When we were setting up our locking cabinets at the new data center for my job I was wondering how to actively monitor the security around our cabinets. Being that only myself and the data center staff have keys to the cabinets I wanted to be able to monitor when anyone entered them. I came up with a simple solution to be able to monitor the racks and keep track of changes. First I downloaded ZoneMinder, which is cam software that runs on Linux. It allows you to setup cheap consumer grade cams to monitor security. With such advanced features as motion detection. This made it ideal for my needs since I could go buy two cheap $30 web cams to use for front and back of cabinets. Then all I had to do was install ZoneMinder on our monitoring server and configure it for motion detection captures. Now the only step for me to do was put a sign-in sheet inside our cabinet with fields for techs name, date, time, and what was done in cabinet. Then require the data center staff to fill out the sheet every time they enter the rack. Another good idea is to do this before signing a contract with the data center you have chosen. Then you can stipulate that if they enter the rack without signing the sheet you get X amount off your bill that month for each infraction.
For our new data center I considered using Nagios, Cacti, and Zabbix. At the time Zabbix had it’s 1.1 version in Beta and looked very promising. In the past I had used Nagios and Cacti with much success even though each has their own caveats. But from the test install I had done of Zabbix I was impressed by a lot of its features. Along with setup being not too hard. Configuration as with all Open Source monitoring solutions is somewhat of a pain. But it is far easier than say Nagios. I also like the email and SMS alerting features that Zabbix offers. Along with the ease of creating custom events to monitor from various daemons such as MySQL. I will be sure to document more tip and tricks with Zabbix as I come across them.
I have come to the conclusion that as a whole Sendmail is an evil that must be stopped. It is right up there in my book with BIND as an inherent evil program that has been maintained well past its usefulness. A good example of this is I have been configuring a server to send out emails for various web app we run. First you must install sendmail-cf and m4 in order to get any real functionality. Then you have to go through and edit one of the worst designed configuration files in the history of config files. The only config file that may rival it is the Dovecot one. Which still at least makes sense even though it is 10 pages long. Just do yourselves a favor and uninstall all sendmail and replace with Qmail or Postfix.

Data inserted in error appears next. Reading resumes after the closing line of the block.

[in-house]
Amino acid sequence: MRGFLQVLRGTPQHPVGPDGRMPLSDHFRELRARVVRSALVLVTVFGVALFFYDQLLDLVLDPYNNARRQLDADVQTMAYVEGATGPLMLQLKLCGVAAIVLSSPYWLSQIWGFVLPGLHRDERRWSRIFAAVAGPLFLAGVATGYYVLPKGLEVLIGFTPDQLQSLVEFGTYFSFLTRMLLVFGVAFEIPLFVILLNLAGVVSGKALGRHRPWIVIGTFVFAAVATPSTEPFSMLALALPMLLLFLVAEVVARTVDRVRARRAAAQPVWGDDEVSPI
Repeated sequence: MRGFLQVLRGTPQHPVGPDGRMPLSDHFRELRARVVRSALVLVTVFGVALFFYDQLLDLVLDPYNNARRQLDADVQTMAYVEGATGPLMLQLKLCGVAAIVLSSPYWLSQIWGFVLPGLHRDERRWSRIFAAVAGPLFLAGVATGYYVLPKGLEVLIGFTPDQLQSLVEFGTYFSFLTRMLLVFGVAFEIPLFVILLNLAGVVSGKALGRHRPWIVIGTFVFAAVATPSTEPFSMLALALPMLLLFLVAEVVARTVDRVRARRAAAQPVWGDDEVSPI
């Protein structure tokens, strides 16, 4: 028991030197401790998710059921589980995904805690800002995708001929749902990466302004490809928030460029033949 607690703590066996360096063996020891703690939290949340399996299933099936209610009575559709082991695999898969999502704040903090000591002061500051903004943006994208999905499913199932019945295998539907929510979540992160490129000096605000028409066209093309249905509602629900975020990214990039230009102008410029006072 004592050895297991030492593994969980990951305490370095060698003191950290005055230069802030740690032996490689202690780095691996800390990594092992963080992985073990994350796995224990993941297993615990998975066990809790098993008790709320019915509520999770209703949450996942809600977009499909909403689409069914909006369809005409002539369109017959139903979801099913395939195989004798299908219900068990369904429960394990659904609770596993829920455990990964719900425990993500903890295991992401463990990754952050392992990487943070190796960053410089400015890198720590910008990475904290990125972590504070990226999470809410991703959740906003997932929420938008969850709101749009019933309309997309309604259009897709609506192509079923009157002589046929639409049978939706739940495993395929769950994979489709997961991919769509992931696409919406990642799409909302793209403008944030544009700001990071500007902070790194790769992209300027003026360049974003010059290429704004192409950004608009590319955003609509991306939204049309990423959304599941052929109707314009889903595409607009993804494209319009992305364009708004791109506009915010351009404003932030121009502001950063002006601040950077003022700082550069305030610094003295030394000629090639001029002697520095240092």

At my job I have recently setup an easy means of managing code as well as the whole chain of development. All without the need of giving developers direct login access to servers. Another bonus of using SVN is the ability to roll back changes in real time if needed. For our organization I have set up the following:
-Development environment consisting of a large server running OpenVZ ( I will write another entry soon on server virtualization) with images identical to the production servers. This allows the developers to have their own VPS (Virtual Private Server) to code and test on. All without fear of blowing it up. If this happens I simply type a total of 5 commands to destroy and rebuild the VPS.
-Staging environment consisting of a staging server that also hosts a stripped down data set of our production DBs. Here we have the development code that has made it to the point of being ready to be QA’d. All developers have access to Staging via SVN. They check out a working copy of the repository and work on it via their VPS or desktop. At the same time the /var/www of the Staging server itself is a checkout of the SVN repository. Using SVN hooks (namely post-commit) that once a commit is made it forces a svn update /var/www to insure that when a developer or client visit the staging site they see the changes.
-Finally there are the live web servers which have their own seperate repository where the QA person moves files from the staging working directory to the live working directory. Then does an add/commit.
All of this creates an audit trail of what has been pushed live and who/what changes were made. With our change request system each commit is refernced to its CR. So by viewing the SVN log for both staging and live you can see what is what. If a file pushed live has an issue you simple roll back to the previous version. There is no need to guess which files and if all were pushed to begin with.
I am very pleased with how this is working and the developers like it much more than our previous versioning system. For the Windows minded developers I have found Tortoise to be the easiest for them to use and understand.